I came across two articles over the past few days, both of which resonated with me, but neither of which filled me with much hope for a resolution to the problem they addressed.
Ron Jeffries‘ article, Estimation is Evil: Overcoming the Estimation Obsession, enumerates some well-known issues with how software estimates are interpreted and the problems they cause. His suggestion is to forego estimation, start building software, and come to a go/no-go decision after a couple of iteration cycles.
When I was first asked to manage a project at Art & Logic, I had my reservations. Did I really want to start down a career path that led to less development? Would my skills as a developer go stale? My first few projects as a manager were solo projects so I still had plenty of development work and fortunately, I found myself to be a pretty easy person to manage. As time went on I started managing larger projects and with them came the responsibility to manage other developers. To my surprise I found project management to be rewarding and dare I say, even fun. It’s very satisfying to work with clients, helping them define their visions and seeing those visions come to life.
It’s in this context that I was very interested to read the article Engineering Management is Dying and the subsequent discussion on Hacker News. The author seems to define Engineering Management at a step above project management, those managers responsible for teams at a human resources level. However, some of his thoughts still ring true at the project manager level, especially that “…the hackers themselves tend to the business of building things.”
When I first started out as a project manager, I struggled with how best to provide value to the team. Yes, keeping track of task lists and budgets are important tasks that need to be done. But they don’t require any special skill. Like the author, I find that staying “hands-on” is critical, both for understanding the problems your teams face and feeling like you’re an active part of the building process. I try to work on smaller items around the edges of the project, avoiding critical paths in case my management duties need to take priority. I also find that bug fixing is a good way to stay active in the building process as it gives me a chance to review code and perform some ad-hoc testing in the project.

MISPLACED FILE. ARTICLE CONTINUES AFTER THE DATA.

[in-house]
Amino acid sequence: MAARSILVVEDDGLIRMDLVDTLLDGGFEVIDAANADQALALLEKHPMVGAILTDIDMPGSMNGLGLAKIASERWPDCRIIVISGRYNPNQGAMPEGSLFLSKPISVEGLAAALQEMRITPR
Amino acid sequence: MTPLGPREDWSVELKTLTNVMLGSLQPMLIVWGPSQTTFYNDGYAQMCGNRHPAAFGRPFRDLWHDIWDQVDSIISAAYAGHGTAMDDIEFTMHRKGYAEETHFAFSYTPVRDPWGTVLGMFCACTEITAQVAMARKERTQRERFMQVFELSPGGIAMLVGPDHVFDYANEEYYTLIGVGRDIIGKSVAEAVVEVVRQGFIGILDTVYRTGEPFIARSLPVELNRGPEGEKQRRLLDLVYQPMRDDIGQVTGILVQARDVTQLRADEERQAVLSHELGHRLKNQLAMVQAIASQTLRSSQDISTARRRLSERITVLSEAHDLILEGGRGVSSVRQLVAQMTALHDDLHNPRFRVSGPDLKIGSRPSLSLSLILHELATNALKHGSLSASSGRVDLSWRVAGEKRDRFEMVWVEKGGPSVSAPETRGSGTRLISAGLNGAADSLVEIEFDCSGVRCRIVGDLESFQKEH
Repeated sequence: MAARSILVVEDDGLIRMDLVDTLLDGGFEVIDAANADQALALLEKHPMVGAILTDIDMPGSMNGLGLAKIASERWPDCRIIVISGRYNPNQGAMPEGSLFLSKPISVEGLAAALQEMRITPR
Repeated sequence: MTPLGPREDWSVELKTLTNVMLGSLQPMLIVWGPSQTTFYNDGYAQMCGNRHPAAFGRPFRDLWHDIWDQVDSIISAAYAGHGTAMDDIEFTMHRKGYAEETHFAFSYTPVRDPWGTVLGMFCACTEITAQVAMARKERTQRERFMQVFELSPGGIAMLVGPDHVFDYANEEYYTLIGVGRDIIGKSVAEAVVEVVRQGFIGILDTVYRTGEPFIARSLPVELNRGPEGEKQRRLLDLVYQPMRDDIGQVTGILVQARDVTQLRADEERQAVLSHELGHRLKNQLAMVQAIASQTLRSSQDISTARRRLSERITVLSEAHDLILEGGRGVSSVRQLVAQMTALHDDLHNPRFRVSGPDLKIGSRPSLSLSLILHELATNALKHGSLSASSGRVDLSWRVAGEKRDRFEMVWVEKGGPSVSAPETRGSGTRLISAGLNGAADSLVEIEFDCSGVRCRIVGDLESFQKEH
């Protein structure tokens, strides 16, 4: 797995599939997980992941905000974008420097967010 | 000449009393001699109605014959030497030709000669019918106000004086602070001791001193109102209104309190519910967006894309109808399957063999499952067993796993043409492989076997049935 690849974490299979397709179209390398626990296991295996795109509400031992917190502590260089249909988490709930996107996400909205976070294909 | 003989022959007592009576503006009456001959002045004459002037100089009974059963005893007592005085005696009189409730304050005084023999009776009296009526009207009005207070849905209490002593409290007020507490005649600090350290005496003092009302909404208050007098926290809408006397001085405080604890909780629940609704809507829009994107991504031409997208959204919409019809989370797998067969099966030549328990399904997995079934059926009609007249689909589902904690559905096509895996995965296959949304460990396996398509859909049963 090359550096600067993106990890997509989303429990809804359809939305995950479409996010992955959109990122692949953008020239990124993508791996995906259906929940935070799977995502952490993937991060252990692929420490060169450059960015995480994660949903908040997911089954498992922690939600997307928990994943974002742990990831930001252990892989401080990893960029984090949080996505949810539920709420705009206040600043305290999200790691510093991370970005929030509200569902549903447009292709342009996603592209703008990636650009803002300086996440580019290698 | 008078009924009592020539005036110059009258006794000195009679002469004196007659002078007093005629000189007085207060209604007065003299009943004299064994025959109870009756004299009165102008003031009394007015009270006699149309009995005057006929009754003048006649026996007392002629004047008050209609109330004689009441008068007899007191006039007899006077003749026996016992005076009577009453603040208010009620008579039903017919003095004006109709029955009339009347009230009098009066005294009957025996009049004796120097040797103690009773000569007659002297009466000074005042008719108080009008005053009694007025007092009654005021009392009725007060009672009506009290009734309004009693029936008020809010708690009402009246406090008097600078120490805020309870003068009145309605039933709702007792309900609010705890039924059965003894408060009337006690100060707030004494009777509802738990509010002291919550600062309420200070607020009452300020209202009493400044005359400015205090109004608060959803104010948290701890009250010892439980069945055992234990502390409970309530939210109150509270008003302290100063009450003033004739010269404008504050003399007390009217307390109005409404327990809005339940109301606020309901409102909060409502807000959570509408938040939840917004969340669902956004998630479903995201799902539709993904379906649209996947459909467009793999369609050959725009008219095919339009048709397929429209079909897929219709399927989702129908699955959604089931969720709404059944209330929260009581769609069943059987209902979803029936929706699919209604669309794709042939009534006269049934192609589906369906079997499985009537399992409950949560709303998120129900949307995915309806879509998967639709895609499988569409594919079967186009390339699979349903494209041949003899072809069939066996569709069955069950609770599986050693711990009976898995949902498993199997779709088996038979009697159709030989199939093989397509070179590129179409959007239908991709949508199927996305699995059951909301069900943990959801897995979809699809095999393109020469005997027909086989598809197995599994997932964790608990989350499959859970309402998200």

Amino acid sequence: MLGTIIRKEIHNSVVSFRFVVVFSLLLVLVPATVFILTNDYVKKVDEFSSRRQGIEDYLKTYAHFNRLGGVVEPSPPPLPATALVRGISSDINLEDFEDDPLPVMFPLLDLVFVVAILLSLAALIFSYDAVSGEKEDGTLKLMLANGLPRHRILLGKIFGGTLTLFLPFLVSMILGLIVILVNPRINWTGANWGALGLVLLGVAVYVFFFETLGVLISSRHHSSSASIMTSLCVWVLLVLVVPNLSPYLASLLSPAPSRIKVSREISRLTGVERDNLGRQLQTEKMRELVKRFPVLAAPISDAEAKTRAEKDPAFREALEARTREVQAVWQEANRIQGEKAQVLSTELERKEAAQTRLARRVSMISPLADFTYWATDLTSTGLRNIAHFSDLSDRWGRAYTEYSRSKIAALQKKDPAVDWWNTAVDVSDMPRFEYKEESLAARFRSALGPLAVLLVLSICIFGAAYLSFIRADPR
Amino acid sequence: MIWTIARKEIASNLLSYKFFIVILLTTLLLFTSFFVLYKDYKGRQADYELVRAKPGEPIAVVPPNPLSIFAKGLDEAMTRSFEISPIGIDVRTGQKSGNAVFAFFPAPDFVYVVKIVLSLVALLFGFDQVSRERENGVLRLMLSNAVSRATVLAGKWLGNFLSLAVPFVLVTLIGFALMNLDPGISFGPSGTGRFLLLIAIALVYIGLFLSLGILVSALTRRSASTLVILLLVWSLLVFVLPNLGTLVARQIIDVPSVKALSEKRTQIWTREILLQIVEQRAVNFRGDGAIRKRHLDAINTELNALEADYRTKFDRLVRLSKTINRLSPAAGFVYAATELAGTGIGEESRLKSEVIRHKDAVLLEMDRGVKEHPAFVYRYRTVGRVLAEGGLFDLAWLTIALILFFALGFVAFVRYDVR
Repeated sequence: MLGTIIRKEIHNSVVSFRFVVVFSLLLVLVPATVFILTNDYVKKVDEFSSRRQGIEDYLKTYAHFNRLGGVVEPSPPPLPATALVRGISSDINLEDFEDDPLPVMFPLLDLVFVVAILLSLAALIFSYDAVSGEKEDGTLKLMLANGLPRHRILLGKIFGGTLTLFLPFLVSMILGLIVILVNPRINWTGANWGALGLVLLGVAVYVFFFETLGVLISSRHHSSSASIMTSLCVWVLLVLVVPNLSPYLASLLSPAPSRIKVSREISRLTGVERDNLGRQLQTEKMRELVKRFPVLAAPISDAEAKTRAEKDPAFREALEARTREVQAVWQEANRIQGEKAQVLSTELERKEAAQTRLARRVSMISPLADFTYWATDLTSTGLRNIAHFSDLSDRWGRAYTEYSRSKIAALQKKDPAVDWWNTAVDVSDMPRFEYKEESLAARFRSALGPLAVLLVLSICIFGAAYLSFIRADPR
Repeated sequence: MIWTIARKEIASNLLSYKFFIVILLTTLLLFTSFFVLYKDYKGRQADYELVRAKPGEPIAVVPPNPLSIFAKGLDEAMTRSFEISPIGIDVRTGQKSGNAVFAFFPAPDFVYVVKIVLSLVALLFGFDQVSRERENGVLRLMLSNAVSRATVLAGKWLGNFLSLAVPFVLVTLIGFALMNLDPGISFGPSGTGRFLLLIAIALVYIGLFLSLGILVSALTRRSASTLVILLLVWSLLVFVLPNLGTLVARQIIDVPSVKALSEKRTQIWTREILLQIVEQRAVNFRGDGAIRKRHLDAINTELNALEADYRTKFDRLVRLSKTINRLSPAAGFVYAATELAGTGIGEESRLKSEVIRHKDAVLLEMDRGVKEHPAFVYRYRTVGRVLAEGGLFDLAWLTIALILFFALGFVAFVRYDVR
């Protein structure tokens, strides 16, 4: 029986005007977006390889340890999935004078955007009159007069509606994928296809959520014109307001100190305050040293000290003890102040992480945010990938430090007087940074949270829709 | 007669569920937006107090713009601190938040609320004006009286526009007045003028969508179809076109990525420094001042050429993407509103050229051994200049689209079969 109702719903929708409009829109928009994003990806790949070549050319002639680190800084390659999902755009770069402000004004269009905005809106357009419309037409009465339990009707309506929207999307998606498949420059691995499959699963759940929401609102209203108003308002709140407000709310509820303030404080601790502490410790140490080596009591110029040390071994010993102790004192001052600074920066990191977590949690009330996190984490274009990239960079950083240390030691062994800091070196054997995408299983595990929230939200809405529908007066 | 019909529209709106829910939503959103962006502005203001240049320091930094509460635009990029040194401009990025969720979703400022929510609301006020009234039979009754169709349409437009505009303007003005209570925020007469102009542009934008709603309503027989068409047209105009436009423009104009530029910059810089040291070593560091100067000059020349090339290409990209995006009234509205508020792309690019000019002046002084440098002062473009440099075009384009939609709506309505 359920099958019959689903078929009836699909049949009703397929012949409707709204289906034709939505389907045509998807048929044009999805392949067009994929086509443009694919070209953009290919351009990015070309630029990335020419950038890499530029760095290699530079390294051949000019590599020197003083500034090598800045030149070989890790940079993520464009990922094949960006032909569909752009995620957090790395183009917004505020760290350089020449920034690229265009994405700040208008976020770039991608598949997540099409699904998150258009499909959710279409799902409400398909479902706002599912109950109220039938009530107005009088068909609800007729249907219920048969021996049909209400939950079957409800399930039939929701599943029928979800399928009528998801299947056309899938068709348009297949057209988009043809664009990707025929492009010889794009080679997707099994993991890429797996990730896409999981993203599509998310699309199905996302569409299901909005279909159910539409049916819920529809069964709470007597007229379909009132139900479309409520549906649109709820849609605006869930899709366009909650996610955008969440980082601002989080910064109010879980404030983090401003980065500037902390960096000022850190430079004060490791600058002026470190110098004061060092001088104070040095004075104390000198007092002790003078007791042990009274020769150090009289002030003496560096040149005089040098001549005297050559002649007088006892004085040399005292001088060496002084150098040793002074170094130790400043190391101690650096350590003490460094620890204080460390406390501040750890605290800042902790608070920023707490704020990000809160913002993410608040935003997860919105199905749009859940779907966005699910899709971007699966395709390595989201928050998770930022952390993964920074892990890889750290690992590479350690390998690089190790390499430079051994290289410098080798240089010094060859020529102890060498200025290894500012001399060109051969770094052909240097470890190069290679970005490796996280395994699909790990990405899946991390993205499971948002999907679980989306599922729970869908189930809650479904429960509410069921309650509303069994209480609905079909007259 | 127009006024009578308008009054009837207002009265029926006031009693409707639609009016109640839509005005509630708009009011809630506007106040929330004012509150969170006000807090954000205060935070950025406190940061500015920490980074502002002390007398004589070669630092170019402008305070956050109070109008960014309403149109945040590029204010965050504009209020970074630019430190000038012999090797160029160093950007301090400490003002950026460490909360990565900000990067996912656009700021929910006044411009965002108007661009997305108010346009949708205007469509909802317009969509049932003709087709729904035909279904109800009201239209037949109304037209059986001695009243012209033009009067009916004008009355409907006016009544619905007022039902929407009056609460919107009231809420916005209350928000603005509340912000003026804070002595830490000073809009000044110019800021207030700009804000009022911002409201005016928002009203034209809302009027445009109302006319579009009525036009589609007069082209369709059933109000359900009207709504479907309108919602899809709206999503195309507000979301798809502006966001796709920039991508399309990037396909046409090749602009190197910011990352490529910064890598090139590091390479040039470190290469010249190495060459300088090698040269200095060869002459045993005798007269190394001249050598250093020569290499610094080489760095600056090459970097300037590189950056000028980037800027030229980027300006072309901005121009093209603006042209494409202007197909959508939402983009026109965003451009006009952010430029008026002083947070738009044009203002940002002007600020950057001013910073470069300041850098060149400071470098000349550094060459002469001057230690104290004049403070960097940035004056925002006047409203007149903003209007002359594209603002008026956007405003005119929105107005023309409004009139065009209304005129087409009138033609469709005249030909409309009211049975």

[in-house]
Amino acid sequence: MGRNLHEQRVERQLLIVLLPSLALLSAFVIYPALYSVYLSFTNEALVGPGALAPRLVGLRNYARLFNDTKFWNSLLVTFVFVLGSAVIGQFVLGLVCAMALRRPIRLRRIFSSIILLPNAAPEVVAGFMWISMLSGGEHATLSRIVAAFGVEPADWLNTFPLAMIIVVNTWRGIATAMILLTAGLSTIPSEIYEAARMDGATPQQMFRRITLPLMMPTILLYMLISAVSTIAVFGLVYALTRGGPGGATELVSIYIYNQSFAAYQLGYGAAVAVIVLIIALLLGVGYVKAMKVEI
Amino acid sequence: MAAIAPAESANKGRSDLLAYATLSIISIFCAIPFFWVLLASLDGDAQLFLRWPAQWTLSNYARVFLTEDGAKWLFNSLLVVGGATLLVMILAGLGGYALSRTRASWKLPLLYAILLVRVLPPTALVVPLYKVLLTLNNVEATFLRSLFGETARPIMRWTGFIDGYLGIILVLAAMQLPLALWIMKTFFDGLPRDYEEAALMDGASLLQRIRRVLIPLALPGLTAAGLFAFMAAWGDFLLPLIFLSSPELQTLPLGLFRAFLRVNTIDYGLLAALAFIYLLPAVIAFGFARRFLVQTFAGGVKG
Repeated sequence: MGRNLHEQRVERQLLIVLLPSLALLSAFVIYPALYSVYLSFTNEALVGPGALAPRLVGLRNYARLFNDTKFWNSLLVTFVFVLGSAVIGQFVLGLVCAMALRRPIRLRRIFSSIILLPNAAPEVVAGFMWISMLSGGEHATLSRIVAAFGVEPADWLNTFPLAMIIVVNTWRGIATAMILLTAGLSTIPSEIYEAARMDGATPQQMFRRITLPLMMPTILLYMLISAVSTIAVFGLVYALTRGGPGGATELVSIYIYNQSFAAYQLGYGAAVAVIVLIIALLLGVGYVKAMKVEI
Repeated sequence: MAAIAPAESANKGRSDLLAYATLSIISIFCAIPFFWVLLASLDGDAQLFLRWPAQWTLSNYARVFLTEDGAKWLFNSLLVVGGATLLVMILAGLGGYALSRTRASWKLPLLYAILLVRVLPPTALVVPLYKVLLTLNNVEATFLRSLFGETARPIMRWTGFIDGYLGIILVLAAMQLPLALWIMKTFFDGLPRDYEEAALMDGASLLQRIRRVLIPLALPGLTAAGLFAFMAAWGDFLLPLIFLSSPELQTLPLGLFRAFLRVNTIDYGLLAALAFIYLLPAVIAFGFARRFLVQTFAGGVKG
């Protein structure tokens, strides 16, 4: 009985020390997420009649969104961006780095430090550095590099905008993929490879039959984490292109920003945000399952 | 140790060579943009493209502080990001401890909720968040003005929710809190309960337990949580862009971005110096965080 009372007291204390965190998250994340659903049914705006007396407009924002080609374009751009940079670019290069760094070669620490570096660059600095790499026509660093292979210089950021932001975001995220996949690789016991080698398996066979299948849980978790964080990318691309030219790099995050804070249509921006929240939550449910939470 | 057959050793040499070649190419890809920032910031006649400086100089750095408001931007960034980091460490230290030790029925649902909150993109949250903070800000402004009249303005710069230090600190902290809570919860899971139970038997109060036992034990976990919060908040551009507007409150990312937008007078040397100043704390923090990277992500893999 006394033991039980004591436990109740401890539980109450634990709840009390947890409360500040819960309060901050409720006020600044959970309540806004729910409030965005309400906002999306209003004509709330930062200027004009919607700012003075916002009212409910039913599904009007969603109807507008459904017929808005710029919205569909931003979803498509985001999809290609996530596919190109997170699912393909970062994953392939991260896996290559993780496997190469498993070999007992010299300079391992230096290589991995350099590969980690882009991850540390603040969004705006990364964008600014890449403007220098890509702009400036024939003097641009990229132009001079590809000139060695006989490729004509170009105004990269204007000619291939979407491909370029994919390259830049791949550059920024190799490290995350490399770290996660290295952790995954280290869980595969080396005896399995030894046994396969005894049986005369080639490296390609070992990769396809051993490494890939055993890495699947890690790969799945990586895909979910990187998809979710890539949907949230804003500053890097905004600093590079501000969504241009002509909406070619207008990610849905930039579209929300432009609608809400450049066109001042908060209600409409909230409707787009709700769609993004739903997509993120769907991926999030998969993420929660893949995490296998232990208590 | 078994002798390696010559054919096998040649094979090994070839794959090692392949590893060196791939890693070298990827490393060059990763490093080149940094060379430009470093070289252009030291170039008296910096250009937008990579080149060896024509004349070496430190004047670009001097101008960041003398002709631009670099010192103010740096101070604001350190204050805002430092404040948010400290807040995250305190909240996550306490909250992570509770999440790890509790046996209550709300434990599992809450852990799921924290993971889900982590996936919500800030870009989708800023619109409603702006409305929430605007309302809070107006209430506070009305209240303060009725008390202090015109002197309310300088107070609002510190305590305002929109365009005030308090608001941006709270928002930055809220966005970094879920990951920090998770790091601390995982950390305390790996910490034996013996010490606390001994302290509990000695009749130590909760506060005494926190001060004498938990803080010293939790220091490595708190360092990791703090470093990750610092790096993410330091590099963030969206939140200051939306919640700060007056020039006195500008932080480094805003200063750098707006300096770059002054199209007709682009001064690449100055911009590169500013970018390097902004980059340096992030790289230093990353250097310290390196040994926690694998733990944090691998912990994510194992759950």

But while it is important to remain “hands-on,” I think there is a function of project management that provides essential value to a project and will never become irrelevant, especially in the context of consulting. That function is communication with the client and maintaining a positive client relationship. More often than not, problems that come up in projects are due to lack of communication and have little to do with technical limitations. You thought the client’s main priority was feature X, but they really think feature Y is critical to their application’s success. The client heard you say feature Z was possible in a short amount of time, but didn’t understand the caveats you laid down. The “boss-less” companies such as GitHub and Valve have the luxury of defining their own visions, but good communication is still essential to a successful project and a great personal asset to have no matter what role you fill.
Whether you seek to stay down in the trenches of code or work your way up to pointy-haired status, you can only benefit from learning to be a better communicator. Two resources I find valuable that discuss these topics are the randsinrepose blog and the Manager Tools podcasts.
(image by DailyPic)